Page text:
The Big Thirst
The water coming out of your kitchen tap is four billion years old and might well have been sipped by a Tyrannosaurus rex. Rather than only three states of water, liquid, ice, and vapor, there is a fourth, "molecular water," fused into rock 400 miles deep in the Earth, and that's where most… More »
The water coming out of your kitchen tap is four billion years old and might well have been sipped by a Tyrannosaurus rex. Rather than only three states of water, liquid, ice, and vapor, there is a fourth, "molecular water," fused into rock 400 miles deep in the Earth, and that's where most of the planet's water is found. Unlike most precious resources, water cannot be used up; it can always be made clean enough again to drink, indeed, water can be made so clean that it's toxic. Water is the most vital substance in our lives but also more amazing and mysterious than we appreciate. As the author brings to life in this narrative, water runs our world in a host of awe inspiring ways, yet we take it completely for granted. But the era of easy water is over. Bringing readers on a lively and fascinating journey from the wet moons of Saturn to the water obsessed hotels of Las Vegas, where dolphins swim in the desert, and from a rice farm in the parched Australian outback to a high tech IBM plant that makes an exotic breed of pure water found nowhere in nature, he shows that we have already left behind a century long golden age when water was thoughtlessly abundant, free, and safe and entered a new era of high stakes water. In 2008, Atlanta came within ninety days of running entirely out of clean water. California is in a desperate battle to hold off a water catastrophe. And in the last five years Australia nearly ran out of water, and had to scramble to reinvent the country's entire water system. But as dramatic as the challenges are, the deeper truth the author reveals is that there is no good reason for us to be overtaken by a global water crisis. We have more than enough water. We just don't think about it, or use it, smartly. This book explores our strange and complex relationship to water. We delight in watching waves roll in from the ocean; we take great comfort from sliding into a hot bath; and we will pay a thousand times the price of tap water to drink our preferred brand of the bottled version. We love water, but at the moment, we do not appreciate it or respect it. Just as we have begun to reimagine our relationship to food, a change that is driving the growth of the organic and local food movements, we must also rethink how we approach and use water. The good news is that we can. As is shown, a host of advances are under way, from the simplicity of harvesting rainwater to the brilliant innovations devised by companies such as IBM, GE, and Royal Caribbean that are making impressive breakthroughs in water productivity. Knowing what to do is not the problem. Ultimately, the hardest part is changing our water consciousness. As the author writes, "Many civilizations have been crippled or destroyed by an inability to understand water or manage it. We have a huge advantage over the generations of people who have come before us, because we can understand water and we can use it smartly." This book will forever change the way we think about water, about our essential relationship to it, and about the creativity we can bring to ensuring that we will always have plenty of it; it is an examination of the passing of the golden age of water and the shocking facts about how water scarcity will soon be a major factor in our lives.« Less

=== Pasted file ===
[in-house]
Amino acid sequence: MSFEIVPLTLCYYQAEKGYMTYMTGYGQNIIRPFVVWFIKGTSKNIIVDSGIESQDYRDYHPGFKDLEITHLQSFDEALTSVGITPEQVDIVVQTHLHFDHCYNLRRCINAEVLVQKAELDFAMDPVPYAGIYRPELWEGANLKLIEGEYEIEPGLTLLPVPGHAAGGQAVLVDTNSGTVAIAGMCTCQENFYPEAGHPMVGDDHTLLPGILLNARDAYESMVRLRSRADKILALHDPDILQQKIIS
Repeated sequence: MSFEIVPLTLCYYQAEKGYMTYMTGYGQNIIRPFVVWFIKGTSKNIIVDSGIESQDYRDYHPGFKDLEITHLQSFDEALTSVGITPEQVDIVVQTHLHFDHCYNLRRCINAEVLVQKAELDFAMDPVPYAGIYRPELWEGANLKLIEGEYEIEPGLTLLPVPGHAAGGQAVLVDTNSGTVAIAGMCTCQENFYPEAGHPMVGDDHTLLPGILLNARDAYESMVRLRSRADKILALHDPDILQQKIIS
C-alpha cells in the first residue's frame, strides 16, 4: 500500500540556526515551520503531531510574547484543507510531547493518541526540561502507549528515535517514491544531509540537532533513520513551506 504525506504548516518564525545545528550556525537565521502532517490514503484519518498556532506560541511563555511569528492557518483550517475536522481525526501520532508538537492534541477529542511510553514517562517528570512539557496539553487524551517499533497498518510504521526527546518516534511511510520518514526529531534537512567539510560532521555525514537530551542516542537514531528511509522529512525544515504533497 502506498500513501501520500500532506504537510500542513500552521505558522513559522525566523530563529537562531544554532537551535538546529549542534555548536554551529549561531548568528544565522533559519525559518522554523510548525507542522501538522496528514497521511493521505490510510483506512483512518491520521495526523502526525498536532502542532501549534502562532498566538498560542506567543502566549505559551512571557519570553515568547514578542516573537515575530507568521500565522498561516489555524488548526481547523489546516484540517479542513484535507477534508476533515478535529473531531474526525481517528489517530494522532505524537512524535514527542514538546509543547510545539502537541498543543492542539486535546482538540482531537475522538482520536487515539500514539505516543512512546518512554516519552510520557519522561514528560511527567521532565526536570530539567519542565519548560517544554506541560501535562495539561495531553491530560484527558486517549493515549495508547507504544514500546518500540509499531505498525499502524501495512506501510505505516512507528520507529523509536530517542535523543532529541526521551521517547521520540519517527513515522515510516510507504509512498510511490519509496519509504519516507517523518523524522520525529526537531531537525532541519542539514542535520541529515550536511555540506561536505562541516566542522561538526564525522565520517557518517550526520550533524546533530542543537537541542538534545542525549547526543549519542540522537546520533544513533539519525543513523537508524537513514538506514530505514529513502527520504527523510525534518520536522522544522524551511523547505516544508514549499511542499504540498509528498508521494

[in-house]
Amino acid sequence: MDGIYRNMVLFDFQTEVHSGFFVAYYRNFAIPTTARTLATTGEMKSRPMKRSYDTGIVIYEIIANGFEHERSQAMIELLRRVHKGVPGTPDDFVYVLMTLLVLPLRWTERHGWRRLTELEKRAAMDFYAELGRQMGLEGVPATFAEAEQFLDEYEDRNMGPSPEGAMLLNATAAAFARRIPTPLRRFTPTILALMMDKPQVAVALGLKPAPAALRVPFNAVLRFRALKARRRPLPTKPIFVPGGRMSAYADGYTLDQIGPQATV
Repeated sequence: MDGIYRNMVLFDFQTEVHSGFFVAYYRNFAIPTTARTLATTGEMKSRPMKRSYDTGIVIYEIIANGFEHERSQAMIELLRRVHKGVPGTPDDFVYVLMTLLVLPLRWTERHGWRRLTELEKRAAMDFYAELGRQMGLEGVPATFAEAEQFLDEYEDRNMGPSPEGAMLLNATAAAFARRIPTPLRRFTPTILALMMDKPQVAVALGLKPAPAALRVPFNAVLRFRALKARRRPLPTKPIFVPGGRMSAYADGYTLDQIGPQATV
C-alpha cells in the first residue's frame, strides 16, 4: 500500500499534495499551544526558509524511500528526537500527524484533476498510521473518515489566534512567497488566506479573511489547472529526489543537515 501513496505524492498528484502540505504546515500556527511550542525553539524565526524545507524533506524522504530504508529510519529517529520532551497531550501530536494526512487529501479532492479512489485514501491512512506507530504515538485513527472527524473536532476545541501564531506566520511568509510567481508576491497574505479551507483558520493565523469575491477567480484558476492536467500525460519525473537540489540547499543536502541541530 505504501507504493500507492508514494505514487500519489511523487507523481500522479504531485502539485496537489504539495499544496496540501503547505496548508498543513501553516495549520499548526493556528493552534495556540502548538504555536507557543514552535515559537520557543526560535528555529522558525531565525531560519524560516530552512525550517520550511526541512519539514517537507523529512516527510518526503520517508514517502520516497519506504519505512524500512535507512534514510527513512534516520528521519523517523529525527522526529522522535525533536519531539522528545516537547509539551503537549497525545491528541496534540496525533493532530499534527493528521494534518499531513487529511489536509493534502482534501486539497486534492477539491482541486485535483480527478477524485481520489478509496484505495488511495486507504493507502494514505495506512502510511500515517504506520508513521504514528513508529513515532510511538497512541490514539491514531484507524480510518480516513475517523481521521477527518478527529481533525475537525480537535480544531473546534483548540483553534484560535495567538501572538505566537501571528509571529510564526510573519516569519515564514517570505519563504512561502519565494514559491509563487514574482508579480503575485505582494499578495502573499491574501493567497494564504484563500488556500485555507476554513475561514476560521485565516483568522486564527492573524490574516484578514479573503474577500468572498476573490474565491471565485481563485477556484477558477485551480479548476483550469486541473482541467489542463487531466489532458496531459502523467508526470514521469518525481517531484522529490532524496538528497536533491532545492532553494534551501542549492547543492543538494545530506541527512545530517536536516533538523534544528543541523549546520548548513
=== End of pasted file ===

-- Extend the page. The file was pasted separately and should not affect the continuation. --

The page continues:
The secret life of water
Dolphins in the desert
Water under water
The money in the pipes
The Yuck factor
Who stopped the rain?
Where water is worshipped, but gets no respect
It's water. Of course it's free
The fate of water
Water measurements of all kinds
The revenge of water -- The secret life of water -- Dolphins in the desert -- Water under water -- The money in the pipes -- The Yuck factor -- Who stopped the rain? -- Where water is worshipped, but gets no respect -- It's water. Of course it's free -- The fate of water -- Water measurements of all kinds
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